Locally sourcing content, a code of practice

As coal miners continue to cut jobs and undertake operational spending reviews, mining body Queensland Resources Council has designed a guide to help companies allocate regional funding.

The guide is a code of practice for local content and was compiled with the help of Australian Industry Group and Australian Steel Institute, as well as a number of resource companies.

It is designed to assist companies in proving a “full, fair and reasonable opportunity for capable local industry to compete for the supply of goods and services for significant projects”.

Voluntary and self regulated, the implementation guide states that a strong local supply chain is critical for the efficient operation of resource companies.

QRC chief Michael Roche said it also allows companies to easily connect with regional suppliers and urges miners to consider local suppliers first.

The idea is using locally sourced content in the mines supports regional business and provides a boost to local economies.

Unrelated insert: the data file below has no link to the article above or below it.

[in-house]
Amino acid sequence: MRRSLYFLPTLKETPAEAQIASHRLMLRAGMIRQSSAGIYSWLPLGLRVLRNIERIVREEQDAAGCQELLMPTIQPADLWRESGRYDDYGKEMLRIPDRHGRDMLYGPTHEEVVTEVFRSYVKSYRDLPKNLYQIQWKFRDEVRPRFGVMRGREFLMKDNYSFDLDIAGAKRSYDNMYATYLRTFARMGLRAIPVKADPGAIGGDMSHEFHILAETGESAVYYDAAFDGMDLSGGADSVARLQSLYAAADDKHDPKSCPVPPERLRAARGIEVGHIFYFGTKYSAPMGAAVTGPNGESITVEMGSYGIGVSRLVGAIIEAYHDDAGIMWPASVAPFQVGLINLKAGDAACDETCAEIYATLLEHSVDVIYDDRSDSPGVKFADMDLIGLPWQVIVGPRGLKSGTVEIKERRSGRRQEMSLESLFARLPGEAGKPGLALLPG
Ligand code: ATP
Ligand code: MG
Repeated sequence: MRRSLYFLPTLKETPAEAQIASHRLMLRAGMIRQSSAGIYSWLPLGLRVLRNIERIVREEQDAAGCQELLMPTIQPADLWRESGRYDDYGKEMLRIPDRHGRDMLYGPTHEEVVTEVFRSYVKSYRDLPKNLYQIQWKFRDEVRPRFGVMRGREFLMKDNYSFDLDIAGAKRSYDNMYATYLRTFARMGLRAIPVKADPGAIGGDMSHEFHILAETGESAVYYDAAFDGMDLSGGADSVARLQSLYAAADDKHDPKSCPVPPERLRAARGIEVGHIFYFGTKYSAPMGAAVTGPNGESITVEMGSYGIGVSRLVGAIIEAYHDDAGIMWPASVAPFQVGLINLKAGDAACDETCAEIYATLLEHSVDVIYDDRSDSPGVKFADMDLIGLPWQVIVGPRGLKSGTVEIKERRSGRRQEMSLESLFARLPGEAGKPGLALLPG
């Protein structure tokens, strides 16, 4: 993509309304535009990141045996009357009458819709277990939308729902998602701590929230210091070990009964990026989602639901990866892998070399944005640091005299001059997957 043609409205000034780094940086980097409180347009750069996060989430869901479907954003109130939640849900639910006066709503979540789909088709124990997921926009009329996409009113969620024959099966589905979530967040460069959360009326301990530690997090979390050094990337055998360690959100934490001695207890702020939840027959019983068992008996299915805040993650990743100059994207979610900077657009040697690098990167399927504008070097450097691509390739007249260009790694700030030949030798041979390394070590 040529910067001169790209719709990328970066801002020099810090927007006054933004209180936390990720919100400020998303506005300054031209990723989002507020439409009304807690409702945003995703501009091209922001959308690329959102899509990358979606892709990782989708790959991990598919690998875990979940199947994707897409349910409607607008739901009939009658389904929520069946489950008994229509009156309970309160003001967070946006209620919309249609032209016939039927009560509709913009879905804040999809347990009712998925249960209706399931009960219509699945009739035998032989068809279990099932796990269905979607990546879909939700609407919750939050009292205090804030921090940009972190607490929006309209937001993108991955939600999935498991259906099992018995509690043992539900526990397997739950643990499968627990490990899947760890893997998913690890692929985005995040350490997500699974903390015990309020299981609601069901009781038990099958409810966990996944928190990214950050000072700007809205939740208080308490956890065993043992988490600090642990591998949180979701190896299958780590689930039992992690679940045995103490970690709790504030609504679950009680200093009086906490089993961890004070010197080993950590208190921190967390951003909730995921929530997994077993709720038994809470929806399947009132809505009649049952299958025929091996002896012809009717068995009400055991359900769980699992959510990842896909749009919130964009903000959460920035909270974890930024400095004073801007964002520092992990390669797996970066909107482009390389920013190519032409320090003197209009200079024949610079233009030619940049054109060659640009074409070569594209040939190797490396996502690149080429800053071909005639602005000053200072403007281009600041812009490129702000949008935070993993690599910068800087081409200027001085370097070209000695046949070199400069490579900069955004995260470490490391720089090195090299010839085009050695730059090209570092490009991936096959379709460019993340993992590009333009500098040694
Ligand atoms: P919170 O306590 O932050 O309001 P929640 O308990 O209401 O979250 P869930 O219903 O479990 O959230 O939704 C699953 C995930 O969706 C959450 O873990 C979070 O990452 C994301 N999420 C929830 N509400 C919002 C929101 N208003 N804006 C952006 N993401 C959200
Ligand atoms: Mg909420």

According to the QRC, in the 2011-12 financial year, Queensland's resources sector spent $20.5 billion on manufacturing, construction, transport and professional utilities.

But this year is proving to be a tough one for the coal sector, particularly in Queensland where Peabody Energy has laid off over 400 contractor jobs across its coal mines in a bid to conduct a ‘repositioning and improvement program’ to reduce costs.

Glencore Xstrata in June announced it would be slashing 450 workers from its Newlands and Oaky Creek coalmines in the Bowen Basin.

Hastings Deering axed 200 jobs across its Rockhampton and Mackay sites, attributing it to the mining slowdown.

Downer has also announced is it cutting 185 jobs from BMA’s Goonyella Riverside coal mine in Moranbah.

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